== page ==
For Antetokounmpo, the best player in the world is the one that leads his team to the title, so today, it is Stephen Curry (hat tip to Lance Allen of NBC Milwaukee).

It’s easy to see where Antetokounmpo is coming from, but basketball is a team game. The best player may not be on the best team, despite his skill set, and that team may not win. Curry was spectacular in leading the Warriors to their fourth banner since he arrived, he’s near the top of the best in the world list, but it’s not all about winning.

The takeaway from what Antetokounmpo said is how much he wants to win — he wants a second ring.

The Bucks enter the season as one of the favorites to win that ring, but it’s going to take a lot of things going right for that to happen.

Including Antetokounmpo showing he is the best player in the world.

 

Is Matisse Thybulle ready for a big step forward with 76ers?

Pregame of Philadelphia 76ers vs Miami Heat
Tayfun Coskun/Anadolu Agency via Getty Images
0 Comments

Matisse Thybulle brings a valuable NBA skill to the table — he is an elite perimeter defender. Two-time All-Defensive Team in three years in the league.

But when the 76ers got up against Miami in the playoffs, Thybulle’s role shrank dramatically. While Doc Rivers needed his defense, Thybulle’s lack of an offensive game became a problem — the Heat largely ignored him and helped off him, allowing Miami to muck up the Philly offense (he was limited in the Toronto series because he was not vaccinated and could not play in road games). The 76ers tried to solve that problem this offseason by bringing in DeAnthony Melton, Danuel House and P.J. Tucker — solid role-playing defenders who can contribute on offense, too.

Thybulle wants to be part of the solution, too, and told Keith Pompey of the Philadelphia Inquirer he spent the summer focused on his offensive game.

“I’m really proud of what I did,” Thybulle said of his offseason. “I’ve worked harder than I’ve worked. And I had a meeting with [Sixers coach Doc Rivers] early this week and was telling him I feel more bought in than I’ve been before.”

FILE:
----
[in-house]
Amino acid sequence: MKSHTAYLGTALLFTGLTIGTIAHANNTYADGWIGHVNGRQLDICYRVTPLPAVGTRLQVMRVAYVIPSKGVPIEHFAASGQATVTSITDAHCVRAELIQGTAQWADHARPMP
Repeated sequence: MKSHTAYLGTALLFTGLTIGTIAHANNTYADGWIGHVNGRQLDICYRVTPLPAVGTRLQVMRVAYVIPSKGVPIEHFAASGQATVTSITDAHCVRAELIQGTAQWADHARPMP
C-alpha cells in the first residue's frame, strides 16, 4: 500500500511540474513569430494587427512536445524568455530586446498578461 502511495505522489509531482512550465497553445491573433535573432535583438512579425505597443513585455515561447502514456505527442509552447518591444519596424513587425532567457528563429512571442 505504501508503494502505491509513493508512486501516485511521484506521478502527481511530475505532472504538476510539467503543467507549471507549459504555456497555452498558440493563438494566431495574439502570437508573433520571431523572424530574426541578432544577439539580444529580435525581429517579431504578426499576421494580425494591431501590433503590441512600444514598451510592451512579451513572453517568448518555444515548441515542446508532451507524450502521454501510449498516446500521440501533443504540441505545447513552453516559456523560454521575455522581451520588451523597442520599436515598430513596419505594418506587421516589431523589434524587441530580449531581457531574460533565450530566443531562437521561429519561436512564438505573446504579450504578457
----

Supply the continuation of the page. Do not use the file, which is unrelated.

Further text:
No doubt Thybulle put in the work, we will find out soon if it paid off — and if that will get Thybulle paid.

Thybulle is entering a contract year — the 76ers can extend him up until Oct. 18, after which he would become a restricted free agent next summer. Thybulle said his goal is to remain in Philadelphia (and he’d like an extension).

“At this point, I would always want to stay in Philly,” he said. “And if it’s up to me, that’s always going to be my choice.

“But considering that I’ve realized the reality of how far out of my control it is, if I do get traded or something does end up happening, I can look at myself in the mirror at the end of the day.”

With a win-now Sixers team, Daryl Morey may be in a wait-and-see place with Thybulle, letting the market set his price next offseason. If he signs now, it will likely be on a team-friendly deal (but maybe one that still works for the 25-year-old).

If Thybulle gets on the court this season and shows an improved offensive game, one where he can make teams pay for helping off him, his price goes up and there may be multiple teams bidding for his services next summer. And Doc Rivers would be happy in the short term.

It’s up to Thybulle to prove it now.